Dance: Cue the Mouse King. It’s time once again for Pyotr Ilyich Tchaikovsky’s indelible ballet, The Nutcracker, which premiered in 1892. Oddly enough, the composer didn’t care for it, thinking he had written himself out. No one would agree with that sentiment today, and his sparkling score has become particularly beloved for young ballet companies with lots of children. Lovers of ballet can see two different companies in the area perform the work this weekend. Ballet Palm Beach performs what it calls its largest Nutcracker ever tonight, Saturday (two performances) and Sunday, and Boca Ballet Theatre does the same. Both Colleen Smith at Ballet Palm Beach and Dan Guin at Boca Ballet Theatre will surely do right by this classic of dance, and help get the holiday season really moving.
The Ballet Palm Beach shows are set for 7:30 tonight, 2 p.m. and 7:30 p.m. Saturday, and 2 p.m. Sunday at the Eissey Campus Theatre on the campus of Palm Beach State College in Palm Beach Gardens. Tickets start at $15; call 561-207-5900.
Boca Ballet Theatre’s Nutcracker opens at 7 tonight, followed by performances at 2 and 8 p.m. Saturday, and 2 p.m. Sunday at Olympic Heights High School in western Boca Raton. Tickets are $25-$35; call 561-995-0709.
Film: Director Alexander Payne, a native of the Cornhusker State, returns to it for one of his best, drily comic films, Nebraska, about a gullible, old man of few words, Woody Grant (Bruce Dern) of Billings, Mont. He receives a magazine solicitation that implies he might have won a million dollars, so he persuades his skeptical son (Will Forte) to drive him to Lincoln, Neb., so he can collect the money. Along the way, they stop in Woody’s hometown of Hawthorne to try to settle an old score, and father and son grow closer. When Oscar nomination-bound Dern is not wowing us with his performance, 84-year-old June Squibb is stealing every scene she is in, playing Woody’s put-upon wife. Payne shoots the film in a rich black-and-white, capturing the vast plains of the Midwest. This one will certainly be on my 10 best list for the year. Opening this weekend throughout the area. — Hap Erstein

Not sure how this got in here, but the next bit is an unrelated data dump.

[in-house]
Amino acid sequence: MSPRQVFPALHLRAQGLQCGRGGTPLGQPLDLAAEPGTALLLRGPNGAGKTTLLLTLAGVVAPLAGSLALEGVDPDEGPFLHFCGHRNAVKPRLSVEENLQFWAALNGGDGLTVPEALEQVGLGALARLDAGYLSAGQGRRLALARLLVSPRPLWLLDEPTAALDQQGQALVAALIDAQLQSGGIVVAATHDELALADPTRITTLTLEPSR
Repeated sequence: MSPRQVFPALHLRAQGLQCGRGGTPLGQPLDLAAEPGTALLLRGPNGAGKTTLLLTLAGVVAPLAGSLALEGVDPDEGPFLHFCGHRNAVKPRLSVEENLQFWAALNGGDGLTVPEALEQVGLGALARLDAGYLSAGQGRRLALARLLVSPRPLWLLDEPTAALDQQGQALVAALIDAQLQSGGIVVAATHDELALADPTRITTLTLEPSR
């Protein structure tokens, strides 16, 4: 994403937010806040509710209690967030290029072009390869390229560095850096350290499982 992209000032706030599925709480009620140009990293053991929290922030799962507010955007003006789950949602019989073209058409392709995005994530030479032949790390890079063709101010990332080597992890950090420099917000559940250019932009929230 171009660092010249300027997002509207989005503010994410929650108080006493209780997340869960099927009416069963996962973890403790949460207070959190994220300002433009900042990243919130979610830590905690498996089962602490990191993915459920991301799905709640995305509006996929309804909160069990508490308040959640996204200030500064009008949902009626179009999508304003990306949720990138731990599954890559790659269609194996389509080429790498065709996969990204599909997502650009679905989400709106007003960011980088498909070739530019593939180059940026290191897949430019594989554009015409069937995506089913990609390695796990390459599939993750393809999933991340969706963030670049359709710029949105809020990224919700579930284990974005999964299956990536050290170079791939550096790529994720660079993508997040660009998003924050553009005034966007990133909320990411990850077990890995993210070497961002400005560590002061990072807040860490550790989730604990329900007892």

Theater: Could The Book of Mormon possibly live up to the excessive hype? Still selling out on Broadway after two and a half years, the nine-time Tony Award winner arrived this week at Fort Lauderdale’s Broward Center and proved it was irreverent, profane and flat-out funny, exactly as promised. The show, the love child of the creators of South Park, the composer of Avenue Q and the director-choreographer of The Drowsy Chaperone, follows two squeaky-clean white Mormon missionaries in over their heads spreading the teachings of Joseph Smith to the natives of Uganda. We would cite some of the show’s lyrics, but so many of them are unprintable. The cast, headed by Mark Evans and Christopher John O’Neill, is first-rate, as is the rest of this national tour. Continuing through Dec. 22. Call (954) 462-0222, and soon, for tickets. — H. Erstein
Music: Speaking of Christmas, the Orchid City Brass Band, a local British-style brass band, welcomes the season this weekend with a performance of A Brass Band Christmas at 3 p.m. Sunday at First Presbyterian Church in North Palm Beach. Founder Michael O’Connor promises “lots of fresh arrangements of Christmas classics played by some pretty darn good brass players,” and that sounds like all the help you need to get yourself in the musical spirit for the holiday. Tickets are $20, $15 for seniors. Buy them at the door or visit www.orchidcitybrass.org.